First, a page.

In a recent post, OgleEarth mentioned the lack of constellation divisions in Google Sky’s default layers. As Stefan says, these are pretty useful landmarks for finding your way around the night sky. I’m guessing GSky might include something like this eventually, but until it does, here’s a simple add-on KML file which does the job.
Google Sky Constellations (130kB)
To keep things simple the file just includes boundary lines. However , on screen constellation labels are available through Google Earth’s Layers in the side panel. So I suggest switching those on once the file is open.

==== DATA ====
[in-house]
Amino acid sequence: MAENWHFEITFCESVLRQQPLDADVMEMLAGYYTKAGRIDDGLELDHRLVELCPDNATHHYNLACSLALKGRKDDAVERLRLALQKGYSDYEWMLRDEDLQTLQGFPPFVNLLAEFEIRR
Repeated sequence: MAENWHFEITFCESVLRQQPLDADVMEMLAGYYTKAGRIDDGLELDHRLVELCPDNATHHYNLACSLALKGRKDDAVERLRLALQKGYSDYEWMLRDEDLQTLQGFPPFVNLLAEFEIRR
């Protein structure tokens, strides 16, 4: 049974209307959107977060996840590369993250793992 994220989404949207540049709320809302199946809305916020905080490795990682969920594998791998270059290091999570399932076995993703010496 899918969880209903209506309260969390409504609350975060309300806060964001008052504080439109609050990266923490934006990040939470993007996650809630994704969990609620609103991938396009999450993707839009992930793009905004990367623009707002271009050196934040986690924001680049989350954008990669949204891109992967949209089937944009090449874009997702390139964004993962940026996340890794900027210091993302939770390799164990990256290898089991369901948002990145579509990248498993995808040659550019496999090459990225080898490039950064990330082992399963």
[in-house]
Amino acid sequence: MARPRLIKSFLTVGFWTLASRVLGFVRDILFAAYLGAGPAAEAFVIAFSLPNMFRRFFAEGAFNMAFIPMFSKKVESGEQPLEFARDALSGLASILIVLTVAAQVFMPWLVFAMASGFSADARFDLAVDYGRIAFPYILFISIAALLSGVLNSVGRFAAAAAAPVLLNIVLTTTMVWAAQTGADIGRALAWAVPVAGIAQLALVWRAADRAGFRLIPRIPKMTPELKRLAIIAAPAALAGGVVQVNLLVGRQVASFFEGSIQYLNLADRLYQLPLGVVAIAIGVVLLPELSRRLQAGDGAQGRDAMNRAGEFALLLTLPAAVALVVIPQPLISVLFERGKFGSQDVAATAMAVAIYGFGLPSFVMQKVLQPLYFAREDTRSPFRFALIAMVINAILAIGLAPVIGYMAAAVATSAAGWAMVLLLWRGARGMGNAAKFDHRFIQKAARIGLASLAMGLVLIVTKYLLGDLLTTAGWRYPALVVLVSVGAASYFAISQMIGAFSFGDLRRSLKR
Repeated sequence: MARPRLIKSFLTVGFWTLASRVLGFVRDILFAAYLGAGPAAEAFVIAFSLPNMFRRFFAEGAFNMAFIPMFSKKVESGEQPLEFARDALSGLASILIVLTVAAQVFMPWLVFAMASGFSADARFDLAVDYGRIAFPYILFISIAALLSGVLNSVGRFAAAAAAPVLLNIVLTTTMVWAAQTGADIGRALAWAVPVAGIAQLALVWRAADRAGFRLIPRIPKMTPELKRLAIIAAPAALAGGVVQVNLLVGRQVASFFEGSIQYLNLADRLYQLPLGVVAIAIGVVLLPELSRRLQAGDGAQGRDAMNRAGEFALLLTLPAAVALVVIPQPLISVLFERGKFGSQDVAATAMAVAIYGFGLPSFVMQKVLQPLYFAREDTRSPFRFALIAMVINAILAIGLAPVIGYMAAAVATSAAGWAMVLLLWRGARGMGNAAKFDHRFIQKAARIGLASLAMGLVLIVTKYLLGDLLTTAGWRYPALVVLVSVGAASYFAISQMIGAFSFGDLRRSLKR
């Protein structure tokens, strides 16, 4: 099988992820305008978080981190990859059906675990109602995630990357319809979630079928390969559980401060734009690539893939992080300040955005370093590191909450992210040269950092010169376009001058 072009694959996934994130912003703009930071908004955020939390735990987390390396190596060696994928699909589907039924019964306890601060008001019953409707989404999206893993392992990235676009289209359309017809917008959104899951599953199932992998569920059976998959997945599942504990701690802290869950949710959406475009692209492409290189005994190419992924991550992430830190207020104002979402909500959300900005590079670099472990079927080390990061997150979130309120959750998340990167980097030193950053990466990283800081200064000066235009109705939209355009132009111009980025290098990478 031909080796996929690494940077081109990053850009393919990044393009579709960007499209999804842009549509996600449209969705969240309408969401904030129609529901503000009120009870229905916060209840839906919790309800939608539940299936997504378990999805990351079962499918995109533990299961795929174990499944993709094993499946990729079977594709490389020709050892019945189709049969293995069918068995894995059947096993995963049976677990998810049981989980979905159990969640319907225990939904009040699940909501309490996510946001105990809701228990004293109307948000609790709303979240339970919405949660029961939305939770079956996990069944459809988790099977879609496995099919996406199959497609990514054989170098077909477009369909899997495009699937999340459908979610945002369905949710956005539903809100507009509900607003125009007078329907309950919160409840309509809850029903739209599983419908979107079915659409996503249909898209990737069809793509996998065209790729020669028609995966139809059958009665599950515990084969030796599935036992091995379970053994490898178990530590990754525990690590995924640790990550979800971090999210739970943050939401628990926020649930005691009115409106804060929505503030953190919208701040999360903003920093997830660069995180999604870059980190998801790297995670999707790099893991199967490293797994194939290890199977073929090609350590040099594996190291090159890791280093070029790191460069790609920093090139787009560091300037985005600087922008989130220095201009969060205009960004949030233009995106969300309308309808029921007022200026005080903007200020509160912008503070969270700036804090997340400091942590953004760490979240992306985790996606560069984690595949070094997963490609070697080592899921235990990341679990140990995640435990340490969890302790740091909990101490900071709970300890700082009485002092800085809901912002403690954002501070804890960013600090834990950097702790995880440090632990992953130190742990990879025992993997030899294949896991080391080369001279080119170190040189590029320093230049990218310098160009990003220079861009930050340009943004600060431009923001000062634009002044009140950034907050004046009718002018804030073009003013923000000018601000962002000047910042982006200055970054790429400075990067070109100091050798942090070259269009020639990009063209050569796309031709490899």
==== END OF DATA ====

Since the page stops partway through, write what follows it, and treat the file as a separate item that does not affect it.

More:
The coordinates for the KML were drawn from Davenhall & Leggett’s “Catalogue of Constellation Boundary Data”, from the file for equinox and equator 2000. I made a couple of minor modifications to remove spurious lines near the celestial poles.
One more thing: If you turn on Google Sky’s grid (View menu -> Grid) you’ll notice the borders are slightly skewed compared with the vertical and horizontal red lines of the grid. Nothing to do with my cack-handed coding skills, honestly 🙂 . It’s because the source data accurately takes into account the slight change in orientation of the earth’s axis of rotation (precession of the equinoxes) since the modern divisions were set in stone in 1930.